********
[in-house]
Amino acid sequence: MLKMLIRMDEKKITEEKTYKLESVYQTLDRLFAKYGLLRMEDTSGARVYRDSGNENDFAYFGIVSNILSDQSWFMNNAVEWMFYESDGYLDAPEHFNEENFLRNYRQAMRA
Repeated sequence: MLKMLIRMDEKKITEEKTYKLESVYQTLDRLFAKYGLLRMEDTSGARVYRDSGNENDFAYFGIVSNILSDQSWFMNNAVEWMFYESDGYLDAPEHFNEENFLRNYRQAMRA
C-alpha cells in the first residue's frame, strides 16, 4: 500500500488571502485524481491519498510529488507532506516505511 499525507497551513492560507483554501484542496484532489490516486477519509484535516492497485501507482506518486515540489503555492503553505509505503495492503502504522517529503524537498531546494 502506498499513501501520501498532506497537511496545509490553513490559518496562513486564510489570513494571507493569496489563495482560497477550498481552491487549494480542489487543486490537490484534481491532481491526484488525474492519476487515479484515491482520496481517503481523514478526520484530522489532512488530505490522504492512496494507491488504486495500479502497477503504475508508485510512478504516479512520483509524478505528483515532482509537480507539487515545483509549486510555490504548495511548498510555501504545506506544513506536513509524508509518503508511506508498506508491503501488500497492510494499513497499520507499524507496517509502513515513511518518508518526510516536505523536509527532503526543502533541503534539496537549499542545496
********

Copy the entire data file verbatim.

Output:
[in-house]
Amino acid sequence: MLKMLIRMDEKKITEEKTYKLESVYQTLDRLFAKYGLLRMEDTSGARVYRDSGNENDFAYFGIVSNILSDQSWFMNNAVEWMFYESDGYLDAPEHFNEENFLRNYRQAMRA
Repeated sequence: MLKMLIRMDEKKITEEKTYKLESVYQTLDRLFAKYGLLRMEDTSGARVYRDSGNENDFAYFGIVSNILSDQSWFMNNAVEWMFYESDGYLDAPEHFNEENFLRNYRQAMRA
C-alpha cells in the first residue's frame, strides 16, 4: 500500500488571502485524481491519498510529488507532506516505511 499525507497551513492560507483554501484542496484532489490516486477519509484535516492497485501507482506518486515540489503555492503553505509505503495492503502504522517529503524537498531546494 502506498499513501501520501498532506497537511496545509490553513490559518496562513486564510489570513494571507493569496489563495482560497477550498481552491487549494480542489487543486490537490484534481491532481491526484488525474492519476487515479484515491482520496481517503481523514478526520484530522489532512488530505490522504492512496494507491488504486495500479502497477503504475508508485510512478504516479512520483509524478505528483515532482509537480507539487515545483509549486510555490504548495511548498510555501504545506506544513506536513509524508509518503508511506508498506508491503501488500497492510494499513497499520507499524507496517509502513515513511518518508518526510516536505523536509527532503526543502533541503534539496537549499542545496